This plant is not available at this time through Bower & Branch. Bower & Branch provides this information for reference only. Please click here to be placed on a waiting list. See below for other selections.
So handsome—and fast-growing! Austrian Pine, a.k.a. European Black Pine, quickly becomes a striking specimen, with thick bunches of dark green needles, a picturesque habit, and bold, blocky bark. You won’t have to wait long for it to make an impact in your landscape. This sturdy evergreen tree stands up strong against the elements, too, shedding ice and snow with ease, surviving drought, enduring fierce winds (and making a good windbreak), and tolerating salt spray. That last attribute makes it a good candidate for planting by the seashore or next to roads that are salted in the winter. Beautiful in all seasons.
- Hardiness Zone: 4-7
- Show more ›
Recommended by Our Growers
As you may guess from the name, Austrian Pine is a European species. Its natural range extends from Austria to the Mediterranean region to the south and east. The tree has been grown in the U.S. since the 1800s, when European immigrants brought seeds and starts of the familiar conifer with them. It is a common sight in the Midwest because of its value as a windbreak. After the Dustbowl of the 1930s, Austrian Pine was planted extensively in the Midwest to prevent further erosion and help heal the land.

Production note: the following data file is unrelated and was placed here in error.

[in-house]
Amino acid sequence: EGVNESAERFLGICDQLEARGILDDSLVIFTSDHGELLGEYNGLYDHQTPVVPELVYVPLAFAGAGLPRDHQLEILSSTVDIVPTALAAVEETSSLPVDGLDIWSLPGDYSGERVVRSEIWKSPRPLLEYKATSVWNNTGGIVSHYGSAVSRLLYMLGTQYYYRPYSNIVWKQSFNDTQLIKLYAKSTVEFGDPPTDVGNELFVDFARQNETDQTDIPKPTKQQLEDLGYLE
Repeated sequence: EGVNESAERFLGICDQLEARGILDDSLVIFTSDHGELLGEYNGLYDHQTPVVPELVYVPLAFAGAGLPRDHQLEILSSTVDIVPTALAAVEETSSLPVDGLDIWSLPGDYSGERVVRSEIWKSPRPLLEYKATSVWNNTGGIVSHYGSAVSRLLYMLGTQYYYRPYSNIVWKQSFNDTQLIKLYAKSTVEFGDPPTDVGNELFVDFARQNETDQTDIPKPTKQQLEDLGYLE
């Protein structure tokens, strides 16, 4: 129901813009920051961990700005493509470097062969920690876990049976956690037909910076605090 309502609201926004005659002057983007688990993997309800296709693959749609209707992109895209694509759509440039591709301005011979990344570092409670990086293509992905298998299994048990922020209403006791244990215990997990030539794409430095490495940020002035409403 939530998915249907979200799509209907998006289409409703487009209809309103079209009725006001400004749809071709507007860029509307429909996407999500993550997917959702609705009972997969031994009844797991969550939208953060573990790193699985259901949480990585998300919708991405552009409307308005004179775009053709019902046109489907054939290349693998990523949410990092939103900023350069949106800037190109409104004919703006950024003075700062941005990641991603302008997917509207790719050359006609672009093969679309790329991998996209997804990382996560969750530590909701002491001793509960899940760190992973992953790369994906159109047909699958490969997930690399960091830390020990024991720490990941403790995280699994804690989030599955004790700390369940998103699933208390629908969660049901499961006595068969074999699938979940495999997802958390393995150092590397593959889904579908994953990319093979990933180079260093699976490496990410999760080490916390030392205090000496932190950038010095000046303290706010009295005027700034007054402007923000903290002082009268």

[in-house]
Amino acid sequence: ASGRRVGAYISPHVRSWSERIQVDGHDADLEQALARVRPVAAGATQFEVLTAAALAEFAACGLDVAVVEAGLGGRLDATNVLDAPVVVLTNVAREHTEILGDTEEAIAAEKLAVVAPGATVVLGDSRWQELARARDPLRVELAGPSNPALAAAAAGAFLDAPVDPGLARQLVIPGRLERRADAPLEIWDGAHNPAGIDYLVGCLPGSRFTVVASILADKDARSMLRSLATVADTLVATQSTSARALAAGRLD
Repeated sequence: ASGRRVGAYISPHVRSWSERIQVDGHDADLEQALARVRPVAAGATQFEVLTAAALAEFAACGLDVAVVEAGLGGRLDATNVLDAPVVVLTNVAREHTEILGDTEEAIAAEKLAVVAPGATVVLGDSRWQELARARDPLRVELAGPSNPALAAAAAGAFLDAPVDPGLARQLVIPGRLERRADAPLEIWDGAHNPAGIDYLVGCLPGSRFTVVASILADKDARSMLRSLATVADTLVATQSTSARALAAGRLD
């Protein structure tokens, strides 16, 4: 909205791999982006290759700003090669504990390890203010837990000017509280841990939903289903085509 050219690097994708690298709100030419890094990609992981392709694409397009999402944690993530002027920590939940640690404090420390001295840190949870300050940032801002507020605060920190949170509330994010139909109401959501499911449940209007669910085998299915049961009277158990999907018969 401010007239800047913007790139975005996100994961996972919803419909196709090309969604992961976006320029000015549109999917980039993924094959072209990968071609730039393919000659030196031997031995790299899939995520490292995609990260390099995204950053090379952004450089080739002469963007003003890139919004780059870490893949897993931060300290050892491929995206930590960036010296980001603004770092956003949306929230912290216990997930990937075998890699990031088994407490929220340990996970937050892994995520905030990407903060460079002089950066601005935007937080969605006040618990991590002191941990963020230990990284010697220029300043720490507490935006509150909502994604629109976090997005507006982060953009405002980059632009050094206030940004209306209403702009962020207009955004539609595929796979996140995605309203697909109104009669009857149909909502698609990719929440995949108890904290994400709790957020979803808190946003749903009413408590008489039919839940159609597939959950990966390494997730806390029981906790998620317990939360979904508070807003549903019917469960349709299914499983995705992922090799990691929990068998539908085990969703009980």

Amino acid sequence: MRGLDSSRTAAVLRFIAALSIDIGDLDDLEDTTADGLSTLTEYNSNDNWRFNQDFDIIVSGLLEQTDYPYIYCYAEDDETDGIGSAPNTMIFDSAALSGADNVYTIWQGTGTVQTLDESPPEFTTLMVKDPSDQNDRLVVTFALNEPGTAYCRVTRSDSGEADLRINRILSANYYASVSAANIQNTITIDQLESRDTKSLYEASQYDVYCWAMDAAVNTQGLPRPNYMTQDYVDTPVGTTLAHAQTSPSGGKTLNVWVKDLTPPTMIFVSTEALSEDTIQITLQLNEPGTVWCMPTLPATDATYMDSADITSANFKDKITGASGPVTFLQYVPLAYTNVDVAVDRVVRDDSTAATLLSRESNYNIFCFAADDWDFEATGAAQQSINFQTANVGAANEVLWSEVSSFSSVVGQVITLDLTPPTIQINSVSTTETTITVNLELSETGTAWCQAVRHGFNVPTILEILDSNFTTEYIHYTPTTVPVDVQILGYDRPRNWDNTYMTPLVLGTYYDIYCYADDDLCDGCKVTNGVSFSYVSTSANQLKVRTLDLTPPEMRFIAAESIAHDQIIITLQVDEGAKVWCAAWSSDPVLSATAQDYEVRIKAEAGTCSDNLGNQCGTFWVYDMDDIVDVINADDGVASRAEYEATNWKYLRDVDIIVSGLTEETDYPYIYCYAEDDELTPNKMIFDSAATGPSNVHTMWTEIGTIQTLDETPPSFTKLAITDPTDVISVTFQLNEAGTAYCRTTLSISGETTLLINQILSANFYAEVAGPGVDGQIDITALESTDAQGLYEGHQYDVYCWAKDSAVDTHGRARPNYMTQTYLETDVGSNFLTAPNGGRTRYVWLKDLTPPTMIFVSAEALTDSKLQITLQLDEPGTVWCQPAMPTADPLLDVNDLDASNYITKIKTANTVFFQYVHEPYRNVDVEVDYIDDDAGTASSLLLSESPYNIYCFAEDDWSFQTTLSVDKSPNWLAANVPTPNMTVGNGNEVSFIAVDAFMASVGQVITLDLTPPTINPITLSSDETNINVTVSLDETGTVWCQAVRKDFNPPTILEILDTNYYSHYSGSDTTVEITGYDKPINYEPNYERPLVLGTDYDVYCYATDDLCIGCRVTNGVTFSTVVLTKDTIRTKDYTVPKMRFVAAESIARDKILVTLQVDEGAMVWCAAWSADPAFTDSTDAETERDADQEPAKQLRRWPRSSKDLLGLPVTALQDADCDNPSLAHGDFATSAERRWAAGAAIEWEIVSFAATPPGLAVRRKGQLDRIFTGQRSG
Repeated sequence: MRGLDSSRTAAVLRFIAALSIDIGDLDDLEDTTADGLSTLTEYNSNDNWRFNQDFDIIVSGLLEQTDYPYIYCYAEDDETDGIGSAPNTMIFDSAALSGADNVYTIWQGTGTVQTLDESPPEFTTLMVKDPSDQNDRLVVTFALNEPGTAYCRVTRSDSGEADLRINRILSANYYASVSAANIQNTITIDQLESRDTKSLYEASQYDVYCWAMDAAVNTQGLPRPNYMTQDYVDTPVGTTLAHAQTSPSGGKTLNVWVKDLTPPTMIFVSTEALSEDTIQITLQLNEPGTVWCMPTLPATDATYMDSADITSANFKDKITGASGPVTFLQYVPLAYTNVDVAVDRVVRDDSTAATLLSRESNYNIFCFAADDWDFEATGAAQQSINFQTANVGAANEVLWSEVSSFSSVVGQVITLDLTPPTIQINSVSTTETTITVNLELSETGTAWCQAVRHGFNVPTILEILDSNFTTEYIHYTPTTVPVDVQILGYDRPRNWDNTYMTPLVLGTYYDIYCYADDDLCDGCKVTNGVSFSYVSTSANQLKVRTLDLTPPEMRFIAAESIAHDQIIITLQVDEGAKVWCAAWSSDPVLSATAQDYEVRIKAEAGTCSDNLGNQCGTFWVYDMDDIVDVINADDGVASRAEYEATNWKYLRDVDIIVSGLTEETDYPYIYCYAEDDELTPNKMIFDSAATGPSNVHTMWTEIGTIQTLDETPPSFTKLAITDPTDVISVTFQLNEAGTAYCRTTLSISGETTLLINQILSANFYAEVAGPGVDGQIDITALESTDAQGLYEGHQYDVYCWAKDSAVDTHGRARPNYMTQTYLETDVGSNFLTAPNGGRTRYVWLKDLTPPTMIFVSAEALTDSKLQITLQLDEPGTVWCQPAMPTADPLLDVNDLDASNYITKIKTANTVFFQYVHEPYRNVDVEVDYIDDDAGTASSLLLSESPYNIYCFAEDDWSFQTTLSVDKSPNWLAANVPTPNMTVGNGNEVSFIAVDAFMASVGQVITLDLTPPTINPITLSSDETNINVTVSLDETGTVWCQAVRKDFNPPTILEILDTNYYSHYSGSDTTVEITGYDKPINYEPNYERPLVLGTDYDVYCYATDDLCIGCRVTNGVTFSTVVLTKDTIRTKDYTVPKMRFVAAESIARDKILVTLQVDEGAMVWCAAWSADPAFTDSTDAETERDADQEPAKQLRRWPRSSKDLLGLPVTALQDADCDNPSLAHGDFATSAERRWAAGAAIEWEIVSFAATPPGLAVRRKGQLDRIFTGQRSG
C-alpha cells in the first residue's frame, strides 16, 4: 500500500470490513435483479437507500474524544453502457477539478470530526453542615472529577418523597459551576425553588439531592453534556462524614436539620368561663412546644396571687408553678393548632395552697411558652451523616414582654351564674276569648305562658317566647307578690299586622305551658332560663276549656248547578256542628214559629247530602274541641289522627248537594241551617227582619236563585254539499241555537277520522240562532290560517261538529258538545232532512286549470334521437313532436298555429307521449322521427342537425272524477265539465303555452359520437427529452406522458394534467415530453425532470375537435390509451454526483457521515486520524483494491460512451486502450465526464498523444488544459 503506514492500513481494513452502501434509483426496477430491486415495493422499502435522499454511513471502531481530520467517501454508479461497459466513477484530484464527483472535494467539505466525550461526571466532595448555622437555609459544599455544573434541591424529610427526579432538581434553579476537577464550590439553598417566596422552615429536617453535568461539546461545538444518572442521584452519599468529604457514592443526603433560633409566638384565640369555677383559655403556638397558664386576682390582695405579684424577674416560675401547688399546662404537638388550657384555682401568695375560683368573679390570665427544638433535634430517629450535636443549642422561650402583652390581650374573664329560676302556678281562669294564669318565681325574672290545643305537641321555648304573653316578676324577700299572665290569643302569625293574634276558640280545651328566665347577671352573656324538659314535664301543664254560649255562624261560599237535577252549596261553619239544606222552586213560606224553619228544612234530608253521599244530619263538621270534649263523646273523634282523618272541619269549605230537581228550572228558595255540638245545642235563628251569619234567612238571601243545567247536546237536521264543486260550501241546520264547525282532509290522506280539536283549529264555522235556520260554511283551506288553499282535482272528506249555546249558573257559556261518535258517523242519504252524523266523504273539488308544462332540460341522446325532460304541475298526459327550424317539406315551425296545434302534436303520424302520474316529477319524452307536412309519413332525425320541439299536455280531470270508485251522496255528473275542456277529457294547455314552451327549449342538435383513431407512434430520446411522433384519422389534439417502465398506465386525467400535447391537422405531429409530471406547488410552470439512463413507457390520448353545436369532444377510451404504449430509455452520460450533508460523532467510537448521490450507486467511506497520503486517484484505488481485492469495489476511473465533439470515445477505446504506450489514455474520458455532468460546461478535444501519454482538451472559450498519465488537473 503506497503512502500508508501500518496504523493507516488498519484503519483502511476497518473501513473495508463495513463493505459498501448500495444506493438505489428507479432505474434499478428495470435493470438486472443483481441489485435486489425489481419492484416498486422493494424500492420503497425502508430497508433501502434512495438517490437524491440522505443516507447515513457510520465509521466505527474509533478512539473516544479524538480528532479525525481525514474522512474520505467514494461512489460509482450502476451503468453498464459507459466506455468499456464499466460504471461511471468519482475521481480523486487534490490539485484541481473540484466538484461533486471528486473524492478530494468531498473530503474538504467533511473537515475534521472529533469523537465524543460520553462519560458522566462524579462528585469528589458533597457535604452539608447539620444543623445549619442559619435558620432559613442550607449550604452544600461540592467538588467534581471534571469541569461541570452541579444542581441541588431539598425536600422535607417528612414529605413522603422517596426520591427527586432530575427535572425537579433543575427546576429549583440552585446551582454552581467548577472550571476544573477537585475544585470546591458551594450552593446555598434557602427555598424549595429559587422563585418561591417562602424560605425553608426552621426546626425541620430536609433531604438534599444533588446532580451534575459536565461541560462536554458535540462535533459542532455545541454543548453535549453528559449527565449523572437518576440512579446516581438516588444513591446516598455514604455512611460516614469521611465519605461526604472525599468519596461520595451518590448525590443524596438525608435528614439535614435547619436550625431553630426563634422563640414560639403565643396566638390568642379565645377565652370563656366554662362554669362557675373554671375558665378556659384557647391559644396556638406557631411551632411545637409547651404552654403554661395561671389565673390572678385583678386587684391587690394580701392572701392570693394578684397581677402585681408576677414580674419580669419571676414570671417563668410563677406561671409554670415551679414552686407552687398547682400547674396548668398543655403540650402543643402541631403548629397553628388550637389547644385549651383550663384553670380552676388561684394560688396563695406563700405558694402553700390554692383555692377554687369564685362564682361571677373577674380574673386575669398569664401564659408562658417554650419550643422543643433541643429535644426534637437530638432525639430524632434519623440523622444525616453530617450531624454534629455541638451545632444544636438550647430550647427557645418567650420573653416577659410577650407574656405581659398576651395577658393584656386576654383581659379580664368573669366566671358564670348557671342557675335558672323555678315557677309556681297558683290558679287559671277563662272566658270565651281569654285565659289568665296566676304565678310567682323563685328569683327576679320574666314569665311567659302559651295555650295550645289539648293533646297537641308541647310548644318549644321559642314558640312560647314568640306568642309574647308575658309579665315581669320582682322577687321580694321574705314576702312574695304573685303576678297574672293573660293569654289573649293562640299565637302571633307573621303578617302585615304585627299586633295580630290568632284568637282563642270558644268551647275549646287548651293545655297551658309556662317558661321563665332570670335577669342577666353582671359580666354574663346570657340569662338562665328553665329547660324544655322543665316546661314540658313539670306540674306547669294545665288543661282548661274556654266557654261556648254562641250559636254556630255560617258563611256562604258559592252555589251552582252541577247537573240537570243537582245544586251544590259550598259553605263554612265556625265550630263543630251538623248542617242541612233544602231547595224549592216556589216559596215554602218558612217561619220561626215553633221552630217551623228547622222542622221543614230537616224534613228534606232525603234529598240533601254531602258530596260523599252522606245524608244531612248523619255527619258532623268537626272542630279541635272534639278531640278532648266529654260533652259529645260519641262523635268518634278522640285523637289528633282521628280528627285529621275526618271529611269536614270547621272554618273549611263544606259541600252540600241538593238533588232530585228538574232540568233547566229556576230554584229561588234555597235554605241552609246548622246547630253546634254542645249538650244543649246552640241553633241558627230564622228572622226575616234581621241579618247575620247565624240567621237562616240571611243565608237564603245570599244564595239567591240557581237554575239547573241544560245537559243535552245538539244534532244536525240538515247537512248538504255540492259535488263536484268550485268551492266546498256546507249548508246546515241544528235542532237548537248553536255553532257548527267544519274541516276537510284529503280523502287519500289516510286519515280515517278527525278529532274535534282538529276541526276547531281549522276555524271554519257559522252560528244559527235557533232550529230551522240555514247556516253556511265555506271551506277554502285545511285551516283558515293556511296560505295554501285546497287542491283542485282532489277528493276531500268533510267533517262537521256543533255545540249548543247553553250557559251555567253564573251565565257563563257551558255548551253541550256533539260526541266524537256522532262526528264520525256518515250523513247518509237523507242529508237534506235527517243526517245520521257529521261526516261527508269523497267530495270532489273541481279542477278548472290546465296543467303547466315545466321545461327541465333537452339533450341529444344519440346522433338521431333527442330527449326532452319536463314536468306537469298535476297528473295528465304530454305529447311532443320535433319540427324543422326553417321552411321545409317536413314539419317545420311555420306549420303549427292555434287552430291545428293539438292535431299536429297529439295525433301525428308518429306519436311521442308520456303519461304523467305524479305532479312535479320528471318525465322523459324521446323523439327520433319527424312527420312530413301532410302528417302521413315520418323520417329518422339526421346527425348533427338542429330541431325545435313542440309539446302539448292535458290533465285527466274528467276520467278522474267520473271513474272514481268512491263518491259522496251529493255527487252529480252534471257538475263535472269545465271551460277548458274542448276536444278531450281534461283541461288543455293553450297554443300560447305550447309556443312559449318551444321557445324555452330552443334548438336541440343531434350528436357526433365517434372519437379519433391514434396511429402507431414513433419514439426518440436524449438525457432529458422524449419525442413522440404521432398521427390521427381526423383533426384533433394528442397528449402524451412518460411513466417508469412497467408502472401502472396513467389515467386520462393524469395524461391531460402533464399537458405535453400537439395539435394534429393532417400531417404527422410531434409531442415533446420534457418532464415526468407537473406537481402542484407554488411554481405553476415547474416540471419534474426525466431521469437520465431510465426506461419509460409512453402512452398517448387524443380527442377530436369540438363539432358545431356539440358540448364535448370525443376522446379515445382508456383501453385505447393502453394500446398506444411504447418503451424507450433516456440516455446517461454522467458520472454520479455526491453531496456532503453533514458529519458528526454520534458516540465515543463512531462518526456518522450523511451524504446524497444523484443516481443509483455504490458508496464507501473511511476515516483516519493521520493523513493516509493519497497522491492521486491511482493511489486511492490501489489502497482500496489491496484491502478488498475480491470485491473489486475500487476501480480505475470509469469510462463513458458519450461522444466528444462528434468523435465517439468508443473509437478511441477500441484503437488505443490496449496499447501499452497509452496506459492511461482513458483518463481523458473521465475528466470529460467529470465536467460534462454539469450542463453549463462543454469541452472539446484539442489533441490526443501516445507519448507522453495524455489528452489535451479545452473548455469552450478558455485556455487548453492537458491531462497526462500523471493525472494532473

That bark! Austrian Pine has some of the most magnificent bark of any Pine species. At maturity, dark fissures develop alongside pale-colored plates. The contrast is quite eye-catching and makes it easy to identify this tree even from a distance.
How to Grow
Austrian Pine is not fussy about soil and will grow in clay or just about any type of soil as long as it doesn’t stay too wet. One thing this tree does absolutely require is full sun. It will not tolerate any amount of shade. It also struggles in the heat and humidity of the Deep South and should not be planted there as a long-term feature. A fungus known as tip blight has proven to be very damaging to Austrian Pine in some parts of the eastern U.S. You can check with your local extension service to find out if tip blight is a problem in your area.
This graphic shows the approximate size and form of the Tree you are viewing.
There are no reviews yet.